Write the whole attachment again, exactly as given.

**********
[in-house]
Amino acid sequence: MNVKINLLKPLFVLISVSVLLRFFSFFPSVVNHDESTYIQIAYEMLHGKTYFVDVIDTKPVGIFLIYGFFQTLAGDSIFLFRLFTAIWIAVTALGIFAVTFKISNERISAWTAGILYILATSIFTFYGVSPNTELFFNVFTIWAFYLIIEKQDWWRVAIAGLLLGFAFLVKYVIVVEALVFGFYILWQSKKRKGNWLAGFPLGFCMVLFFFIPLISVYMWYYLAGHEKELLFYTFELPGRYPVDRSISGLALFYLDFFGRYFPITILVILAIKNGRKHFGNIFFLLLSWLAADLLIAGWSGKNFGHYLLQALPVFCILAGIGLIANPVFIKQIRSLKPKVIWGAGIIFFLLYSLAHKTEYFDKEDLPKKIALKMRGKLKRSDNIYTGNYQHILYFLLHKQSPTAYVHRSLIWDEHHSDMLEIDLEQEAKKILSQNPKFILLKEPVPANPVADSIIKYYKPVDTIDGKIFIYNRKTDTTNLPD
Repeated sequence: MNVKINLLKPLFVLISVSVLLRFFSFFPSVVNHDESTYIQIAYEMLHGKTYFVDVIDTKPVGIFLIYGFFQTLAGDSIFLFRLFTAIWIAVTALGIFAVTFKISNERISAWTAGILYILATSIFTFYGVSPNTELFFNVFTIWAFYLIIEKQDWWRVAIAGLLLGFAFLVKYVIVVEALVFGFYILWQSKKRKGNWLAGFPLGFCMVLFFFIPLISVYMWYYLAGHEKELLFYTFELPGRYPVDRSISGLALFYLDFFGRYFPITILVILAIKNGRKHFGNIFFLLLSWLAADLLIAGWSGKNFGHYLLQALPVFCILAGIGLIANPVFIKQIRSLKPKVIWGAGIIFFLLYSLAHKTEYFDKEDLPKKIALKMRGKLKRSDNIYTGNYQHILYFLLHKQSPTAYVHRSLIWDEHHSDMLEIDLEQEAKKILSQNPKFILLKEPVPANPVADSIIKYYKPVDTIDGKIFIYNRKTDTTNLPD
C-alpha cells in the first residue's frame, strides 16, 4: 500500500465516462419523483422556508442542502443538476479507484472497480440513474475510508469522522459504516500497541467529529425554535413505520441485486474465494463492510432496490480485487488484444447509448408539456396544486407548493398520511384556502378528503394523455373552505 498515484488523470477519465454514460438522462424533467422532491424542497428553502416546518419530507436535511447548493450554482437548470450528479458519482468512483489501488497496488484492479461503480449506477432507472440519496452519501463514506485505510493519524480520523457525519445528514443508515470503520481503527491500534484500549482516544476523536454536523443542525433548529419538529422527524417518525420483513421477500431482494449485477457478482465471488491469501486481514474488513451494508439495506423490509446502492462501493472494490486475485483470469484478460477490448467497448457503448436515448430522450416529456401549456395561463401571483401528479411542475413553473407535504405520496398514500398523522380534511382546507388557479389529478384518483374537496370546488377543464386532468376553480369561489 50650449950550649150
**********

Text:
[in-house]
Amino acid sequence: MNVKINLLKPLFVLISVSVLLRFFSFFPSVVNHDESTYIQIAYEMLHGKTYFVDVIDTKPVGIFLIYGFFQTLAGDSIFLFRLFTAIWIAVTALGIFAVTFKISNERISAWTAGILYILATSIFTFYGVSPNTELFFNVFTIWAFYLIIEKQDWWRVAIAGLLLGFAFLVKYVIVVEALVFGFYILWQSKKRKGNWLAGFPLGFCMVLFFFIPLISVYMWYYLAGHEKELLFYTFELPGRYPVDRSISGLALFYLDFFGRYFPITILVILAIKNGRKHFGNIFFLLLSWLAADLLIAGWSGKNFGHYLLQALPVFCILAGIGLIANPVFIKQIRSLKPKVIWGAGIIFFLLYSLAHKTEYFDKEDLPKKIALKMRGKLKRSDNIYTGNYQHILYFLLHKQSPTAYVHRSLIWDEHHSDMLEIDLEQEAKKILSQNPKFILLKEPVPANPVADSIIKYYKPVDTIDGKIFIYNRKTDTTNLPD
Repeated sequence: MNVKINLLKPLFVLISVSVLLRFFSFFPSVVNHDESTYIQIAYEMLHGKTYFVDVIDTKPVGIFLIYGFFQTLAGDSIFLFRLFTAIWIAVTALGIFAVTFKISNERISAWTAGILYILATSIFTFYGVSPNTELFFNVFTIWAFYLIIEKQDWWRVAIAGLLLGFAFLVKYVIVVEALVFGFYILWQSKKRKGNWLAGFPLGFCMVLFFFIPLISVYMWYYLAGHEKELLFYTFELPGRYPVDRSISGLALFYLDFFGRYFPITILVILAIKNGRKHFGNIFFLLLSWLAADLLIAGWSGKNFGHYLLQALPVFCILAGIGLIANPVFIKQIRSLKPKVIWGAGIIFFLLYSLAHKTEYFDKEDLPKKIALKMRGKLKRSDNIYTGNYQHILYFLLHKQSPTAYVHRSLIWDEHHSDMLEIDLEQEAKKILSQNPKFILLKEPVPANPVADSIIKYYKPVDTIDGKIFIYNRKTDTTNLPD
C-alpha cells in the first residue's frame, strides 16, 4: 500500500465516462419523483422556508442542502443538476479507484472497480440513474475510508469522522459504516500497541467529529425554535413505520441485486474465494463492510432496490480485487488484444447509448408539456396544486407548493398520511384556502378528503394523455373552505 498515484488523470477519465454514460438522462424533467422532491424542497428553502416546518419530507436535511447548493450554482437548470450528479458519482468512483489501488497496488484492479461503480449506477432507472440519496452519501463514506485505510493519524480520523457525519445528514443508515470503520481503527491500534484500549482516544476523536454536523443542525433548529419538529422527524417518525420483513421477500431482494449485477457478482465471488491469501486481514474488513451494508439495506423490509446502492462501493472494490486475485483470469484478460477490448467497448457503448436515448430522450416529456401549456395561463401571483401528479411542475413553473407535504405520496398514500398523522380534511382546507388557479389529478384518483374537496370546488377543464386532468376553480369561489 50650449950550649150